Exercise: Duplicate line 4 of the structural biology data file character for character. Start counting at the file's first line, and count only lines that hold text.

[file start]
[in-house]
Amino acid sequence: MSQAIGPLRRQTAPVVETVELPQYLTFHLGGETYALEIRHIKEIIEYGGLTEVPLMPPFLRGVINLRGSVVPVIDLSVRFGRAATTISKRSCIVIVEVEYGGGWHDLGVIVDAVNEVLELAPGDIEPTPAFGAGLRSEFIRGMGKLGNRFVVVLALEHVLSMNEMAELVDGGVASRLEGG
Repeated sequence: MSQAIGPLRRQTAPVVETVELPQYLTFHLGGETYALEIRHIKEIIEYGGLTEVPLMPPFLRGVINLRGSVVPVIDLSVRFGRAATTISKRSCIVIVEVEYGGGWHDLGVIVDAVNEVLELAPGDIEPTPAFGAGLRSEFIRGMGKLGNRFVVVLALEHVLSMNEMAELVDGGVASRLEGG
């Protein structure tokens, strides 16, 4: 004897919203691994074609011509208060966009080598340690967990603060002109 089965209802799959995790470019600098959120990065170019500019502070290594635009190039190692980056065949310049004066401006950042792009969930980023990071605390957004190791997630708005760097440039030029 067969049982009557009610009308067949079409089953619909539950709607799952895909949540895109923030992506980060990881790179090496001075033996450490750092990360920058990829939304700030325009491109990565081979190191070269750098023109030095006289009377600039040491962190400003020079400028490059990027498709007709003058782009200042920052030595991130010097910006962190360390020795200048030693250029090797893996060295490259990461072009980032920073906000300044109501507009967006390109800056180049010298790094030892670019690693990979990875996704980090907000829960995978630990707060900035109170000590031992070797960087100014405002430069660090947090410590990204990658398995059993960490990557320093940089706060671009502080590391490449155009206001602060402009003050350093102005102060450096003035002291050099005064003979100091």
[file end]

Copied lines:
């Protein structure tokens, strides 16, 4: 004897919203691994074609011509208060966009080598340690967990603060002109 089965209802799959995790470019600098959120990065170019500019502070290594635009190039190692980056065949310049004066401006950042792009969930980023990071605390957004190791997630708005760097440039030029 067969049982009557009610009308067949079409089953619909539950709607799952895909949540895109923030992506980060990881790179090496001075033996450490750092990360920058990829939304700030325009491109990565081979190191070269750098023109030095006289009377600039040491962190400003020079400028490059990027498709007709003058782009200042920052030595991130010097910006962190360390020795200048030693250029090797893996060295490259990461072009980032920073906000300044109501507009967006390109800056180049010298790094030892670019690693990979990875996704980090907000829960995978630990707060900035109170000590031992070797960087100014405002430069660090947090410590990204990658398995059993960490990557320093940089706060671009502080590391490449155009206001602060402009003050350093102005102060450096003035002291050099005064003979100091």